Corporate tax rates and tax competition in Europe are controversial issues with European leaders. Despite the tensions developing in elite level politics, corporate tax rates and the burden corporations should bear in taxation are not hot button issues in mass politics, however. Indeed, there seems to be very little domestic political pressure on East European governments to readjust the downward trend in corporate tax rates.
Over time domestic political logics seem less and less important in postcommunist taxation and the area of taxation that remains politicized is shrinking. As noted, consumption taxes were essentially beyond the political debate due to the way the EU accession process was managed, and the move away from corporate responsibility for tax revenues is strangely overlooked or under-politicized. That said, it should be noted that some areas of direct taxation remain politically sensitive at the level of the voting publics. For example, tax areas that have been hotly debated include deductions for families with children, small business taxes and taxes on the self-employed.
Most importantly, political parties can still go to battle over the distribution of the personal income tax across income brackets and economic groups. Indeed the division of budgetary responsibility across the rich and the poor has featured in political debates for years. More recently, personal income tax debates include discussions about the merits of introducing a flat tax, such that one low rate would apply to all income classes. The major parties in Poland, Hungary and the Czech Republic have proposed flat tax reforms. The seriousness of these proposals is fueled by the widespread implementation of the flat tax elsewhere in the postcommunist region, including Slovakia, Romania, Estonia, Lithuania, Latvia, Russia, Ukraine and Serbia. The popularity of the flat tax and the speed with which the flat tax has been spreading in the postcommunist region over the last several years is truly remarkable.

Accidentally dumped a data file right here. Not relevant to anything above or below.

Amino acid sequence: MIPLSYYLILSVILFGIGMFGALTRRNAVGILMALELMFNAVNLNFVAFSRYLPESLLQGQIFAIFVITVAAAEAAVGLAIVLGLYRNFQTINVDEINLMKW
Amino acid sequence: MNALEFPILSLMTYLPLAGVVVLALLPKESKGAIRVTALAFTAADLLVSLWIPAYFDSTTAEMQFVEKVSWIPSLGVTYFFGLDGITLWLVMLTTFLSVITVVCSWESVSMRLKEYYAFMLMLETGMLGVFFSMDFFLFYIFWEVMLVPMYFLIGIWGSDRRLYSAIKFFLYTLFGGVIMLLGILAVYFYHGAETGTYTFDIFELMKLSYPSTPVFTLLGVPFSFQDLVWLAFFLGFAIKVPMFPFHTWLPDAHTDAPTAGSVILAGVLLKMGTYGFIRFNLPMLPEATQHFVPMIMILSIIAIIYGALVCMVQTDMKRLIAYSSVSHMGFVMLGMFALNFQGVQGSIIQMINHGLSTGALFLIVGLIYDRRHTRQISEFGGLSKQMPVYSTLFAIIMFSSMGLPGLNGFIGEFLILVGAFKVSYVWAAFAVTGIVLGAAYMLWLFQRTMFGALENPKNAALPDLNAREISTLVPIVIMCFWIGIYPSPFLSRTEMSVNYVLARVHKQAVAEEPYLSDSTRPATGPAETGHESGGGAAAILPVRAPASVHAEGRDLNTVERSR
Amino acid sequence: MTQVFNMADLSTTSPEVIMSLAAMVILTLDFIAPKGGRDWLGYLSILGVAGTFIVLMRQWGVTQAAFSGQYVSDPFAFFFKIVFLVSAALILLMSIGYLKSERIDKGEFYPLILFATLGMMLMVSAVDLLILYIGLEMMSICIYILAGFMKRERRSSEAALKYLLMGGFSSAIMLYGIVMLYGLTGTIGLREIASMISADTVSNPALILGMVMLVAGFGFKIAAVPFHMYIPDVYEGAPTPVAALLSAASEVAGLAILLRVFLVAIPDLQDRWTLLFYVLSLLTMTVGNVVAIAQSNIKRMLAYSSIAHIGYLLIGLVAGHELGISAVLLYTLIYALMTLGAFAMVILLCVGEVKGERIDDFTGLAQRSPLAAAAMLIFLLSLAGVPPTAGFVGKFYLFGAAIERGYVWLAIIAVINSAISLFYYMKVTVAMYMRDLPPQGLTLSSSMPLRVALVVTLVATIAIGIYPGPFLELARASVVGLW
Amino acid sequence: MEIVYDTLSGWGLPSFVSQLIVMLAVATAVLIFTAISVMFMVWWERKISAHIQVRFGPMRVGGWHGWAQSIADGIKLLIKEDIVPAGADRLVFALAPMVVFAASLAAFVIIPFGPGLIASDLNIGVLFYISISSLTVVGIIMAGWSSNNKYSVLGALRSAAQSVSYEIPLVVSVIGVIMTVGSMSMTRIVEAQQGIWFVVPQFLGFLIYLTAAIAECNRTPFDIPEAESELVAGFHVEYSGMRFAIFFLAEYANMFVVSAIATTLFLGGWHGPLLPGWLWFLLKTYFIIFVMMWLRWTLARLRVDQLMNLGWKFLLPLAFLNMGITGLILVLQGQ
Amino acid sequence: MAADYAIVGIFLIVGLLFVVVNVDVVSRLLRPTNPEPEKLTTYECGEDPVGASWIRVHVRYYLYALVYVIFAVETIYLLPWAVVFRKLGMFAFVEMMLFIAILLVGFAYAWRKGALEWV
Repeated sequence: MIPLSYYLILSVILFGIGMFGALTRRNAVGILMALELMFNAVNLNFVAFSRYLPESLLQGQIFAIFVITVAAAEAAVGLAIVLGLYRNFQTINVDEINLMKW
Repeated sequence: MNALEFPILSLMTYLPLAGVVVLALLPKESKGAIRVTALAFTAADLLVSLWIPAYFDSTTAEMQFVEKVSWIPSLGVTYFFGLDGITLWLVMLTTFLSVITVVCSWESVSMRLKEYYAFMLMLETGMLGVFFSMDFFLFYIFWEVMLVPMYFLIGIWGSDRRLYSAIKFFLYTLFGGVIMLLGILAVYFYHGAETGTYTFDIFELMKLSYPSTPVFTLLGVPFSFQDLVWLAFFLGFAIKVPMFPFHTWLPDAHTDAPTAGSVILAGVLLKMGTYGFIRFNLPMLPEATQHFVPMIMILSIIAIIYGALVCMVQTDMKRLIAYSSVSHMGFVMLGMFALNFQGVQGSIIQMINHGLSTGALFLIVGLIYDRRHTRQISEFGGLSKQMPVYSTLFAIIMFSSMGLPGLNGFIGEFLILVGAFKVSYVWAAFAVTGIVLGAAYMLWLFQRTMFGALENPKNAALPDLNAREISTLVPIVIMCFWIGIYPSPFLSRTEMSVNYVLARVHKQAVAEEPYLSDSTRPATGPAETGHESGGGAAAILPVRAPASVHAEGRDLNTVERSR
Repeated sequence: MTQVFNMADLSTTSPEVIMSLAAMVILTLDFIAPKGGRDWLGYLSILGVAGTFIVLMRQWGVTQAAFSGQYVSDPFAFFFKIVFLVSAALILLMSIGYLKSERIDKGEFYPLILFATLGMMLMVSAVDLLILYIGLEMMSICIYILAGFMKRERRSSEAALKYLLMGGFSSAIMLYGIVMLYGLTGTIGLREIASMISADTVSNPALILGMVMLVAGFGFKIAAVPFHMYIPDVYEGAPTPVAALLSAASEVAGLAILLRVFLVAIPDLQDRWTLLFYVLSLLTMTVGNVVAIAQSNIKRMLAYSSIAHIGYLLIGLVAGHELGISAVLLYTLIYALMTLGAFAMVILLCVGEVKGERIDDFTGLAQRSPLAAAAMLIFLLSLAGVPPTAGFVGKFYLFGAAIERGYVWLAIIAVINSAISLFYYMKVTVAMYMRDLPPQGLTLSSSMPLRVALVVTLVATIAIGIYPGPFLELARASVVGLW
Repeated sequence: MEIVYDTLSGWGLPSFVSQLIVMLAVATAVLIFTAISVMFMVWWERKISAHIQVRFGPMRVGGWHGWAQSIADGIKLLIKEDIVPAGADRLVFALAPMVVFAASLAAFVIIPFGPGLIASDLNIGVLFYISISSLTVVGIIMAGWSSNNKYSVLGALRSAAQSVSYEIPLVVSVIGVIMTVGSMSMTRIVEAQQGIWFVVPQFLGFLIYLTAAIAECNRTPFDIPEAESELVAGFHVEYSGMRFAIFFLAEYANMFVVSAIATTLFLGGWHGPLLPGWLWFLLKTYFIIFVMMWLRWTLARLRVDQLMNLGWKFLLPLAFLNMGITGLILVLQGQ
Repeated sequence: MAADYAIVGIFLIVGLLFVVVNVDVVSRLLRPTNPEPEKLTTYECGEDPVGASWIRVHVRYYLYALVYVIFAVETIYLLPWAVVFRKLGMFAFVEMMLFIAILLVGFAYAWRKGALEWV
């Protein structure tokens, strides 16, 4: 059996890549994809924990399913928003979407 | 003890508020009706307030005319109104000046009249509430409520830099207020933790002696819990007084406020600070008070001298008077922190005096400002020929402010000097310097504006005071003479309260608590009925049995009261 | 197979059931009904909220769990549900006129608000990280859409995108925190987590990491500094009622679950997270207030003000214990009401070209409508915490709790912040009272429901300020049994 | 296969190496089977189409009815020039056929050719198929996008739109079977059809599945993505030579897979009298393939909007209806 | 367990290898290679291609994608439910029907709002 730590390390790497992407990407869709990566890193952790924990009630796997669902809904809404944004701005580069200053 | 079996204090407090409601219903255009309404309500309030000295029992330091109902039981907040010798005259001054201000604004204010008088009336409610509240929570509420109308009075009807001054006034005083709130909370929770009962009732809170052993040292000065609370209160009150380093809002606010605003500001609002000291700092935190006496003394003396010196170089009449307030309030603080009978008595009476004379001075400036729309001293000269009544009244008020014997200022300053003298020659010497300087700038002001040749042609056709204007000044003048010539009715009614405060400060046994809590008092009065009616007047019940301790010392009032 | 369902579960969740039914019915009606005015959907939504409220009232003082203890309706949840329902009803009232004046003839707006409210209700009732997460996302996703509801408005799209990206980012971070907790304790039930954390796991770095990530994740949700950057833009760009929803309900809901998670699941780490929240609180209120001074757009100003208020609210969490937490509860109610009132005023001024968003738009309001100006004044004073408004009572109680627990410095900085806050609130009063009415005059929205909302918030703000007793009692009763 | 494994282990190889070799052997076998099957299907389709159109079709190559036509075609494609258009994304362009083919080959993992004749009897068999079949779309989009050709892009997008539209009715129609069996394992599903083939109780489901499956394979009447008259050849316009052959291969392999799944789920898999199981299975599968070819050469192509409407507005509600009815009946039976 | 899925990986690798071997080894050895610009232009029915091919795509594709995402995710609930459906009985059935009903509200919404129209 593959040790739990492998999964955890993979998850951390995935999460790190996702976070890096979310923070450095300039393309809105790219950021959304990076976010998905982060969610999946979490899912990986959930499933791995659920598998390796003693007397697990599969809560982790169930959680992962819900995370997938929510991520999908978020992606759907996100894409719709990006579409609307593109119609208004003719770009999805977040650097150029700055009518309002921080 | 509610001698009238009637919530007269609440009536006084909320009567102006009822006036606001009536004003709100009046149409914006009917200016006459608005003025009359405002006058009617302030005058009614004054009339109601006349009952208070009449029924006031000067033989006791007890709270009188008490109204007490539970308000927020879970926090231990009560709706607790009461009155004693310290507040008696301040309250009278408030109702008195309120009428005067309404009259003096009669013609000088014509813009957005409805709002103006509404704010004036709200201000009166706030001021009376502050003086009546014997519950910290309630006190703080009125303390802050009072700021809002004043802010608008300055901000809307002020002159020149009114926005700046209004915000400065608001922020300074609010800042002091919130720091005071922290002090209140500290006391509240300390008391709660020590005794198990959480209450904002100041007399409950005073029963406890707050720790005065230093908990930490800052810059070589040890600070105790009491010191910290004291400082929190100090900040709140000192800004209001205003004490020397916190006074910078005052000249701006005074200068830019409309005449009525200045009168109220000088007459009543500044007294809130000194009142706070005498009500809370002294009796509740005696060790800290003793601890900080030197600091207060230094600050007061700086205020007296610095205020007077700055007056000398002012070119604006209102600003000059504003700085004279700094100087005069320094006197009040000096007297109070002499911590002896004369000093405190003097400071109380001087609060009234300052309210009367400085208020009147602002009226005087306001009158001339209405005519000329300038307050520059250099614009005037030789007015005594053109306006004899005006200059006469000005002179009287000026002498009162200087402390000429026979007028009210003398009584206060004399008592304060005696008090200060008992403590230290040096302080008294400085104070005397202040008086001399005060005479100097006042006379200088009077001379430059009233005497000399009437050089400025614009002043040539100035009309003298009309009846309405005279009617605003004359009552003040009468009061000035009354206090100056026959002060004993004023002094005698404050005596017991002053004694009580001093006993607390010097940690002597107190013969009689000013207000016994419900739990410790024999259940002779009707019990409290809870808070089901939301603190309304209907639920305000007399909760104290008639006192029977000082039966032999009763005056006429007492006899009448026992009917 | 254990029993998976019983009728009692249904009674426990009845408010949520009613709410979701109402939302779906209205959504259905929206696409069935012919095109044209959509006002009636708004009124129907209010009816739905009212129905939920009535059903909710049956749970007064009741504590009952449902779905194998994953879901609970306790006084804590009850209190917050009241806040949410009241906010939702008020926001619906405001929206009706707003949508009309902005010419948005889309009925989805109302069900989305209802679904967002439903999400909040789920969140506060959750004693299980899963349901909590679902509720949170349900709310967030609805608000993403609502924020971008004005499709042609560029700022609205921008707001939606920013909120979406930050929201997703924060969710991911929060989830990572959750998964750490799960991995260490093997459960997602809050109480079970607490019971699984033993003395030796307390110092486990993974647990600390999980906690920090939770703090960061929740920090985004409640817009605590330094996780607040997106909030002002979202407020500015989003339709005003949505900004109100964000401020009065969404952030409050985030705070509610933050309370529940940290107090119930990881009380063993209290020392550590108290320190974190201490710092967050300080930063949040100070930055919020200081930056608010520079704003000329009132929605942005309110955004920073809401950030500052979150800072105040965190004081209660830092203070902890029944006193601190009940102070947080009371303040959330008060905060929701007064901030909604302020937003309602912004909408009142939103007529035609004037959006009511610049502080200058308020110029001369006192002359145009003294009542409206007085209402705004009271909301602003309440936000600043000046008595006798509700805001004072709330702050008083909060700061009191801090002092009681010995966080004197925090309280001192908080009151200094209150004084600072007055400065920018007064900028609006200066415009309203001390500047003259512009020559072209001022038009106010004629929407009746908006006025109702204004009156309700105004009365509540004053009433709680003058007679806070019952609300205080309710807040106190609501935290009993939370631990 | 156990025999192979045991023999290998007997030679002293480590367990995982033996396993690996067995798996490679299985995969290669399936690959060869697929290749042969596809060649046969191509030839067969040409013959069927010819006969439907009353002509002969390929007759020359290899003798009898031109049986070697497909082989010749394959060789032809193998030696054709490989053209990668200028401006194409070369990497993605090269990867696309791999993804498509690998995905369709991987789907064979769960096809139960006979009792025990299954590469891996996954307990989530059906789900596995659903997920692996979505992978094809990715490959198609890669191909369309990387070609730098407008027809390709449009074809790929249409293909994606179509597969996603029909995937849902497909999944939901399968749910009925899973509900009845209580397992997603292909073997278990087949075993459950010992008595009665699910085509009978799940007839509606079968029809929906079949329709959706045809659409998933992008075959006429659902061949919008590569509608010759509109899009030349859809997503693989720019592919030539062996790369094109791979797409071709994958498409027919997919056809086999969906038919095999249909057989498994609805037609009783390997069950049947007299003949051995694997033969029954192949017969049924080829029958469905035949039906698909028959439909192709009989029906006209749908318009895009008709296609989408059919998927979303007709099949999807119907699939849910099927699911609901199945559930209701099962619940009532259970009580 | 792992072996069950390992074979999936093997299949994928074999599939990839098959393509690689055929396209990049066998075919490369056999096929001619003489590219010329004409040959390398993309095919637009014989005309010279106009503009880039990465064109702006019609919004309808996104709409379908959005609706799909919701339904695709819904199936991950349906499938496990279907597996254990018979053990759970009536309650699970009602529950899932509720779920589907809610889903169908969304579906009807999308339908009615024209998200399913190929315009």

There are several important caveats and considerations of the continuing politicization of personal income taxes in the domestic political arena. Personal income taxes concern a rather limited portion of budgetary revenue, and thus the overall relevance of this area must be kept in mind. Specifically, the revenue generated from the personal income tax concerns a small portion of the overall budgetary revenues. Second, the recent rise of the flat tax approach—which is quickly becoming one of the main forms of personal income taxes—necessarily leads to the further depoliticization of the tax system in the medium term. Even if implementing a flat tax is politically heated in the short term, the realization of the flat tax diminishes tax debates all the more. After all, a flat tax that imposes one low tax rate on all households is made feasible only by closing the exemptions, deductions and loopholes that interest groups fight for in the political arena. The flat tax stands to make the tax system even less subject to domestic politics.